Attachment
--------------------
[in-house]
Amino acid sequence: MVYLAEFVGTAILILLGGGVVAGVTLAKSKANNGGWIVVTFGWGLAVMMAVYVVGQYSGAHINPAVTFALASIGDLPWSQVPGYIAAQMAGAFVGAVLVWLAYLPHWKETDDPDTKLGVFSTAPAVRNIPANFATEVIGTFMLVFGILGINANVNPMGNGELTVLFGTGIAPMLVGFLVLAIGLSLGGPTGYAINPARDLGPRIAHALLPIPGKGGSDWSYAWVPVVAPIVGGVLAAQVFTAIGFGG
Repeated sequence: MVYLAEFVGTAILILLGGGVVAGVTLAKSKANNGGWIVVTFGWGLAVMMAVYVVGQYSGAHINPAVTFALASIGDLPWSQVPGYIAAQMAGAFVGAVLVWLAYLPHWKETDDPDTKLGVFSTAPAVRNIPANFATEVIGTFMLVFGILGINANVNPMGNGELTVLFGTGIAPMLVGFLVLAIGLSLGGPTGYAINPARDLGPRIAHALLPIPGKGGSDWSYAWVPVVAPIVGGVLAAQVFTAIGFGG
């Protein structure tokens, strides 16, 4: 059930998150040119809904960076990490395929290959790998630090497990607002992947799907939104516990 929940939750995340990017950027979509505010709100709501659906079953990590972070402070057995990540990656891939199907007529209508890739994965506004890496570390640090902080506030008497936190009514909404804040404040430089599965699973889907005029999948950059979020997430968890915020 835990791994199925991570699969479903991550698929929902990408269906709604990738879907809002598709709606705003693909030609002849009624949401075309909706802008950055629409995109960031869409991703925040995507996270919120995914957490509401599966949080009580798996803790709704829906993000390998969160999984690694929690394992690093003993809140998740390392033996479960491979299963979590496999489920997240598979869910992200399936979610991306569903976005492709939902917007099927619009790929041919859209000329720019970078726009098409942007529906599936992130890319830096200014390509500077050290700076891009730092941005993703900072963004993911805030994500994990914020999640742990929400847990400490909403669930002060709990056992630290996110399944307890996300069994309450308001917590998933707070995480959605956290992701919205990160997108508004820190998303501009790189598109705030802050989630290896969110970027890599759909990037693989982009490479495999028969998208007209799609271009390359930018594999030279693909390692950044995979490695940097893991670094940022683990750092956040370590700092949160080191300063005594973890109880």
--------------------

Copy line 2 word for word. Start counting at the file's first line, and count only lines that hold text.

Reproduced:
Amino acid sequence: MVYLAEFVGTAILILLGGGVVAGVTLAKSKANNGGWIVVTFGWGLAVMMAVYVVGQYSGAHINPAVTFALASIGDLPWSQVPGYIAAQMAGAFVGAVLVWLAYLPHWKETDDPDTKLGVFSTAPAVRNIPANFATEVIGTFMLVFGILGINANVNPMGNGELTVLFGTGIAPMLVGFLVLAIGLSLGGPTGYAINPARDLGPRIAHALLPIPGKGGSDWSYAWVPVVAPIVGGVLAAQVFTAIGFGG